Boeing Co is expected to sell nearly 80 787 Dreamliner airplanes to two Saudi Arabian airlines, a source briefed on the matter said on Monday.
An announcement of the plan reported earlier by the Wall Street Journal was expected as early as yesterday, and the list prices for 78 planes was nearly US$37 billion. Airlines typically receive undisclosed discounts when buying airplanes.
State-owned Saudi Arabian Airlines and new national airline Riyadh Air are expected to buy a total of 78 Boeing 787s split between them and have options to buy another 43, the source said.
Saudi Arabian Crown Prince Mohammad bin Salman formally announced on Sunday the creation of Riyadh Air, with industry veteran Tony Douglas as chief executive, as the kingdom moves to compete with regional transport and travel hubs.
Riyadh Air is to serve more than 100 destinations around the world by 2030, making use of the kingdom’s location between Asia, Africa and Europe, the state-run Saudi Press Agency said.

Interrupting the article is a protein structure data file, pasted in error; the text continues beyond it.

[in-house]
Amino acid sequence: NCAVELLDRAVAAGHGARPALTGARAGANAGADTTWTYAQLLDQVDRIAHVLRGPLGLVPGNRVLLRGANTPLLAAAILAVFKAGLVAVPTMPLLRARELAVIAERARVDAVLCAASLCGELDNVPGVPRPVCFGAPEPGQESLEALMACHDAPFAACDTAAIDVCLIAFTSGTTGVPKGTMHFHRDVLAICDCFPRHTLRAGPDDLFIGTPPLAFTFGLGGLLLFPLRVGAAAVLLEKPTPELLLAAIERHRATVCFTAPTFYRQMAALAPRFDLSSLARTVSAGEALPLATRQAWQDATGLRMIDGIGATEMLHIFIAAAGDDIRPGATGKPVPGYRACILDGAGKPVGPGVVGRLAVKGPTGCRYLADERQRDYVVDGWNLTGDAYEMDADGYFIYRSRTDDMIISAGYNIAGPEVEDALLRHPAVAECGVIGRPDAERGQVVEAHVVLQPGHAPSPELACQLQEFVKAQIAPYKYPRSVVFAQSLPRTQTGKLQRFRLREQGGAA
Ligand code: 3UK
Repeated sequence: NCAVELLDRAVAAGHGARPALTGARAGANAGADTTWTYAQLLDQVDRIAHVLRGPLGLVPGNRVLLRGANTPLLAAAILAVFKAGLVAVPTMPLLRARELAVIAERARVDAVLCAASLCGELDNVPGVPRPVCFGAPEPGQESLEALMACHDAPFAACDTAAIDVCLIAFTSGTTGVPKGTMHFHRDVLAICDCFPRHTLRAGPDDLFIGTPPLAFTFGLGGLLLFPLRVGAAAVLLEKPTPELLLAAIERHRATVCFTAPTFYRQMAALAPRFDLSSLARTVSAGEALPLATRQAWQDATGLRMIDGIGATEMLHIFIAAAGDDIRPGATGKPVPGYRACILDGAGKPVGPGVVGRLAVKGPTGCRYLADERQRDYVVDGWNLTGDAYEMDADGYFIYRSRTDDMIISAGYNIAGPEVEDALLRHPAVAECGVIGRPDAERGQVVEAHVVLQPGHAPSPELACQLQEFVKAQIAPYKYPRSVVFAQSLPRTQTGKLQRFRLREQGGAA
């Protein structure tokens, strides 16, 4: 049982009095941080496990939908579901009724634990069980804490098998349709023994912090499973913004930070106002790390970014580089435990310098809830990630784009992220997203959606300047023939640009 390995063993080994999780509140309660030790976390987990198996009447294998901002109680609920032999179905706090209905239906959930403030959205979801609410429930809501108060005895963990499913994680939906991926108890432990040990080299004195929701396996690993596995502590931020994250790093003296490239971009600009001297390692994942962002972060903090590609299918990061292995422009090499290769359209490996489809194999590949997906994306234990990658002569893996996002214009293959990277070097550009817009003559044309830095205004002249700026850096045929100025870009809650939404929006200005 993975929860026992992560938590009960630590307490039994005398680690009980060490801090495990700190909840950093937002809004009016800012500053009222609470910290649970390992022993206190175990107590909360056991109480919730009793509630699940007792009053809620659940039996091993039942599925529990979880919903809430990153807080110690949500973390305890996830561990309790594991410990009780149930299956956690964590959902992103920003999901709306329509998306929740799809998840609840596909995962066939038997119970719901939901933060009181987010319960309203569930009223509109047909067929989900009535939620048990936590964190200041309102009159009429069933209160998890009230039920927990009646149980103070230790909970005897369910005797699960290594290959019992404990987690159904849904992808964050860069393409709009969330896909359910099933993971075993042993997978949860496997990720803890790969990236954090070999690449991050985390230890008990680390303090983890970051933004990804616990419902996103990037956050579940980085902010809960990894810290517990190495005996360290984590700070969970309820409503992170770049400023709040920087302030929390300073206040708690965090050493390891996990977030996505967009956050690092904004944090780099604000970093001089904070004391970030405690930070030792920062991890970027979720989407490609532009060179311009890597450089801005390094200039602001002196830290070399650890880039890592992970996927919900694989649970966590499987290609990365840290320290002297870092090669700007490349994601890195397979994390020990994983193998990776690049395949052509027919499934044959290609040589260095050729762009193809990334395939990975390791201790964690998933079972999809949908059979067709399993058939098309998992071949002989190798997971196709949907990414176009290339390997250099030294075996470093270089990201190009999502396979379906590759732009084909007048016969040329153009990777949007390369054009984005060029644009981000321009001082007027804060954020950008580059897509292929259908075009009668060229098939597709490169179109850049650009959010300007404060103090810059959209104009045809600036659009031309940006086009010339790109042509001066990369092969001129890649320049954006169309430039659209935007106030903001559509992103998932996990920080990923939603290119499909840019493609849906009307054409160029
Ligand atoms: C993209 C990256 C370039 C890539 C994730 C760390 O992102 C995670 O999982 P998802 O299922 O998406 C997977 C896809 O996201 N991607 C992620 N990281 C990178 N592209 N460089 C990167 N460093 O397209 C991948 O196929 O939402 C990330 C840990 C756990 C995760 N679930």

The new airline is expected to add US$20 billion to Saudi Arabia’s non-oil GDP growth and create more than 200,000 jobs, directly and indirectly, it said.
Riyadh Air is wholly owned by Saudi Arabia’s sovereign wealth fund, the Public Investment Fund, which has more than US$600 billion in assets and is spearheading the kingdom’s efforts to diversify its economy and wean itself off oil.
In October last year, Saudi Arabia was in advanced negotiations to order almost 40 A350 jets from Airbus SE, while Boeing was also lobbying for a slice of the kingdom’s transportation expansion, industry sources had said.
The Saudi Arabian deal comes on the heels of a major order in December last year from United Airlines Holdings Inc for 100 787 Dreamliners and 100 737 MAX jets.
Earlier this month, Reuters reported that Indian budget carrier IndiGo Airlines Pvt Ltd was in talks with Boeing and Airbus to purchase more than 500 aircraft, an order that had been expanded to include wide-body planes such as the 787 or Airbus A330neo.
On Friday, the US Federal Aviation Administration announced it would allow Boeing to resume deliveries of the 787 this week that had been temporarily suspended since last month.
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